Effectiveness of progestin-based therapy for morbidly obese women with complex atypical hyperplasia

  • Marcia A. Ciccone
  • Stephanie A. Whitman
  • Charlotte L. Conturie
  • Niquelle Brown
  • Christina E. Dancz
  • Begum Özel
  • Koji MatsuoEmail author
General Gynecology



While progestins can effectively treat women with complex atypical hyperplasia (CAH), the impact of body habitus on treatment outcome is not well studied. We examine the association between body mass index (BMI) and progestin treatment outcomes.


We conducted a retrospective cohort study of patients diagnosed with hyperplasia between 2003 and 2011. Demographics, past medical history, BMI, hormonal therapy, and histologic treatment response were abstracted. Patients with CAH who received progestin therapy were examined, and rates of regression were assessed.


Of 623 patients identified, 117 had CAH and satisfied the inclusion criteria. Median age was 34, and nearly, two-thirds (64%) were nulliparous. Mean BMI was 40.2, and 81% were obese (BMI 30–39.9: 36%, BMI ≥ 40: 45%). 103 patients (88%) received systemic progestin therapy and 14 patients (12%) received levonorgestrel-releasing intrauterine devices (LNG-IUS). 47 patients (40%) had a complete response to progestin-based therapy. BMI had no effect on the rate of complete response. The proportions of CAH patients with complete regression after hormonal therapy were BMI < 30: 39%, 30–39.9: 40%, and ≥ 40: 36% (P = 0.73). Women treated with LNG-IUS displayed higher rates of complete regression than those receiving systemic therapy (62% versus 38%, P = 0.096), and those with class III obesity were more likely than non-obese patients to receive LNG-IUS although neither reached statistical significance (< 40: 6.7% versus ≥ 40: 17%, P = 0.09).


In this morbidly obese population, response to progestin therapy was generally low; body habitus did not impact treatment outcome for CAH, but local therapy may be more effective than systemic therapy.


Endometrial hyperplasia Progestins Obesity Intrauterine device 


Author contributions

MAC: conceptualization, data curation, funding acquisition, investigation, methodology, project administration, visualization, and writing (original draft). CLC: data curation and writing (review/edits). SAW: data curation and writing (review/edits). NB: formal analysis, software, visualization, and writing (review/edits). CED: conceptualization, supervision, and writing (review/edits). BO: conceptualization, supervision, and writing (review/edits). KM: funding acquisition, investigation, methodology, project administration, supervision, validation, and writing (review/edits).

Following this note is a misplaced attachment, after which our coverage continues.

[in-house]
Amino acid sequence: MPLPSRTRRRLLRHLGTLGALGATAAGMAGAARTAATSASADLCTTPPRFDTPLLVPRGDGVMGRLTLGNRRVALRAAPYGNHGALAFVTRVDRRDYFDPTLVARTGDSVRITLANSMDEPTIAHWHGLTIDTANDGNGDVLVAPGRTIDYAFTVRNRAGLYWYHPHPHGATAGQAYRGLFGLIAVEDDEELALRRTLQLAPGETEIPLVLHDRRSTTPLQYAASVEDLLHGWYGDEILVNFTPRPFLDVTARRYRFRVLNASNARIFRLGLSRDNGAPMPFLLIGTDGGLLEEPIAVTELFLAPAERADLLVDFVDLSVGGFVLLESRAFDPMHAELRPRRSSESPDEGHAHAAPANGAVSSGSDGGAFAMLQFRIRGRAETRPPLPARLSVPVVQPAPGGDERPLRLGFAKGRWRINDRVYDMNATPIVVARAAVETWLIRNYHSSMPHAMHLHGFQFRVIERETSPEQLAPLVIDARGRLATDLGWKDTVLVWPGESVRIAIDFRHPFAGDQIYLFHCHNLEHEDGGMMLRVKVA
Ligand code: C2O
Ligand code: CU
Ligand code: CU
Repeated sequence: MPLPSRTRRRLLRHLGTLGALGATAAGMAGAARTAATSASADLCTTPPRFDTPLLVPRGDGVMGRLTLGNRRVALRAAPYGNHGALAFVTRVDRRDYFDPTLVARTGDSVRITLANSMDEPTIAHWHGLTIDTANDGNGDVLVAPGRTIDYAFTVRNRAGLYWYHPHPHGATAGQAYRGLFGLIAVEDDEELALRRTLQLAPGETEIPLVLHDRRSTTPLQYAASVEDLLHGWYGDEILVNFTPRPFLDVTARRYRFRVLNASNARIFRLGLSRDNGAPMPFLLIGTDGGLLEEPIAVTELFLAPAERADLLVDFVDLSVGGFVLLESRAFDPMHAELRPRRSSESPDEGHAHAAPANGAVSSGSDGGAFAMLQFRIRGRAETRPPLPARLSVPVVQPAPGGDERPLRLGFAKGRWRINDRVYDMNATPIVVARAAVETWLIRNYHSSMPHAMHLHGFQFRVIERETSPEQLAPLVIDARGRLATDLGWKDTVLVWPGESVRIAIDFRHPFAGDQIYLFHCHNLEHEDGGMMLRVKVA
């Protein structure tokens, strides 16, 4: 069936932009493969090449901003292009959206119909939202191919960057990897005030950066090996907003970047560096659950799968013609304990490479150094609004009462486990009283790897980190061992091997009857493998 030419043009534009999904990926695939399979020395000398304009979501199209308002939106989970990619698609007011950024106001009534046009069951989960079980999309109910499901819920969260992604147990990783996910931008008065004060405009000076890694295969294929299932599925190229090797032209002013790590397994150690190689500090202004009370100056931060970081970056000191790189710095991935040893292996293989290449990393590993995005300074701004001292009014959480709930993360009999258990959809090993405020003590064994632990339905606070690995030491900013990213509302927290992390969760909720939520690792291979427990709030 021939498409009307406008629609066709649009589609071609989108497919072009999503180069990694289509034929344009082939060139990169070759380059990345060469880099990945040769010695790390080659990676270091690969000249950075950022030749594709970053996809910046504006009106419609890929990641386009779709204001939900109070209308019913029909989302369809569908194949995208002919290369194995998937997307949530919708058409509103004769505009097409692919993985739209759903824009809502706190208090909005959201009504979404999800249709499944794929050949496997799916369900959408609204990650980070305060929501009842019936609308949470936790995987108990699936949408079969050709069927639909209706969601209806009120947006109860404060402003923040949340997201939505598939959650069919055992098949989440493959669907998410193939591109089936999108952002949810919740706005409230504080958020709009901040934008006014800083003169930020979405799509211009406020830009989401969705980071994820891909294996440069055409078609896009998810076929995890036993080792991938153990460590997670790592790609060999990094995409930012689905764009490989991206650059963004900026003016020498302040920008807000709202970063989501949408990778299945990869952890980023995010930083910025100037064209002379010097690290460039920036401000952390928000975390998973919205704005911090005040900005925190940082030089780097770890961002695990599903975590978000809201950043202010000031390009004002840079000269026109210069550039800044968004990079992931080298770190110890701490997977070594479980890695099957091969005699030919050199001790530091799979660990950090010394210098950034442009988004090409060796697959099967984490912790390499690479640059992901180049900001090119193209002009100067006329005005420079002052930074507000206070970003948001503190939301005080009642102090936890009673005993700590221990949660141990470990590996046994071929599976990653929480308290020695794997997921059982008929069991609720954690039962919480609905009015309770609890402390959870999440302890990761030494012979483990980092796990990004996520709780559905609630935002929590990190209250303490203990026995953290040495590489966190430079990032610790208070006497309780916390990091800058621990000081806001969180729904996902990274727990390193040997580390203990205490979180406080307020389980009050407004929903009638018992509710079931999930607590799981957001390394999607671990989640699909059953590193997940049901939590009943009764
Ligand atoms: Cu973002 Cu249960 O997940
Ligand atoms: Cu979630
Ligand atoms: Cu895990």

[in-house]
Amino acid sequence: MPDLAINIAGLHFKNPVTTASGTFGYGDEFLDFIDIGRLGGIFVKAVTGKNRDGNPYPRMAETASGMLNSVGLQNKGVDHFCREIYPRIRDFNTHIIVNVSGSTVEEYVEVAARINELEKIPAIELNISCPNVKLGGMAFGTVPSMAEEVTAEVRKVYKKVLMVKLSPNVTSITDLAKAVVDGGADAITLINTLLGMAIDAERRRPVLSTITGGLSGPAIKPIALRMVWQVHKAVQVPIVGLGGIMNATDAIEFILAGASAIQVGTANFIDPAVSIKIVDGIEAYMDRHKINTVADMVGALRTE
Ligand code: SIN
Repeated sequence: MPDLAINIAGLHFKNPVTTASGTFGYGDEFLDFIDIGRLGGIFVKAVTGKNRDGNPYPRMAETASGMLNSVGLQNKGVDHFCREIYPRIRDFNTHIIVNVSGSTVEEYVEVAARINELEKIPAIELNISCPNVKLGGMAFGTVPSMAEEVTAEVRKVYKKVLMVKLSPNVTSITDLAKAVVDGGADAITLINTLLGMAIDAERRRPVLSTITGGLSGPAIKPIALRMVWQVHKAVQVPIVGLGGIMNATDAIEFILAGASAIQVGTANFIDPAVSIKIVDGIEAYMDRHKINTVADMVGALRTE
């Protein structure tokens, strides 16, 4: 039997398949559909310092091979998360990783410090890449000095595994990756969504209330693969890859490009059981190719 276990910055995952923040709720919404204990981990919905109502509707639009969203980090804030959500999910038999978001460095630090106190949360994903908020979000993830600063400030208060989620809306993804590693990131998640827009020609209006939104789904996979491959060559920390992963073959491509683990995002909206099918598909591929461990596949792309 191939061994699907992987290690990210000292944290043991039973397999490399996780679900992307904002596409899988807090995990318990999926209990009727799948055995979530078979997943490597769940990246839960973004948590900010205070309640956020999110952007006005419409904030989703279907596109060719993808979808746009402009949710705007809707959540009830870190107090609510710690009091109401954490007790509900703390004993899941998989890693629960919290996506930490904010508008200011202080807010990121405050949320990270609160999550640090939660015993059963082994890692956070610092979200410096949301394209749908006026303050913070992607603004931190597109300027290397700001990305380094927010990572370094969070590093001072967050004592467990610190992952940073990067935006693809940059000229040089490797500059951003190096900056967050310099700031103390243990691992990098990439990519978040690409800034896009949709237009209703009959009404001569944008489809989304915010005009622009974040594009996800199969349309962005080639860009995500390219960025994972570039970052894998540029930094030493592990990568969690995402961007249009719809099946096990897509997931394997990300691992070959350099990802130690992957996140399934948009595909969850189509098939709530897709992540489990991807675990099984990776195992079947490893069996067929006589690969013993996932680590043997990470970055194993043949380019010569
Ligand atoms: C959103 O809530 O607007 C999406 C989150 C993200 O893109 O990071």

Ensign Endowment for Gynecologic Cancer Research (K.M.). ARCS Foundation, Inc., Los Angeles founder chapter-Margaret Kersten Ponty Postdoctoral Fellowship (M.A.C.).

Compliance with ethical standards

Conflict of interest

Honorarium, Chugai (K.M.) not related to this study; none for others.

Ethical approval

The study involving human participants performed by authors is approved by Institutional Review Board, University of Southern California. This retrospective study of archived medical records waived to obtain informed consents from study participants.


  1. 1.
    Siegel RL, Miller KD, Jemal A (2018) Cancer statistics, 2018. CA. 68:7–30Google Scholar
  2. 2.
    Kurman RJ, Kaminski PF, Norris HJ (1985) The behavior of endometrial hyperplasia A long-term study of “untreated” hyperplasia in 170 patients. Cancer 56:403–412CrossRefGoogle Scholar
  3. 3.
    Trimble CL, Kauderer J, Zaino R et al (2006) Concurrent endometrial carcinoma in women with a biopsy diagnosis of atypical endometrial hyperplasia: a Gynecologic Oncology Group study. Cancer 106:812–819CrossRefGoogle Scholar
  4. 4.
    Matsuo K, Ramzan AA, Gualtieri MR et al (2015) Prediction of concurrent endometrial carcinoma in women with endometrial hyperplasia. Gynecol Oncol 139:261–267CrossRefGoogle Scholar
  5. 5.
    Kim JJ, Chapman-Davis E (2010) Role of progesterone in endometrial cancer. Semin Reprod Med. 28:81–90CrossRefGoogle Scholar
  6. 6.
    Parkash VFO, Tornos C, McCluggage WG (2015) Committee opinion no. 631: endometrial intraepithelial neoplasia. Obstet Gynecol. 126:897CrossRefGoogle Scholar
  7. 7.
    Trimble CL, Method M, Leitao M, Lu K, Society of Gynecologic Oncology Clinical Practice Committee et al (2012) Management of endometrial precancers. Obstet Gynecol 120:1160–1175Google Scholar
  8. 8.
    Epplein M, Reed SD, Voigt LF et al (2008) Risk of complex and atypical endometrial hyperplasia in relation to anthropometric measures and reproductive history. Am J Epidemiol. 168:563–570 (discussion 71–6) CrossRefGoogle Scholar
  9. 9.
    Flegal KM, Carroll MD, Ogden CL et al (2010) PRevalence and trends in obesity among us adults, 1999–2008. JAMA 303:235–241CrossRefGoogle Scholar
  10. 10.
    Westhoff CL, Torgal AH, Mayeda ER et al (2010) Pharmacokinetics of a combined oral contraceptive in obese and normal-weight women. Contraception. 81:474–480CrossRefGoogle Scholar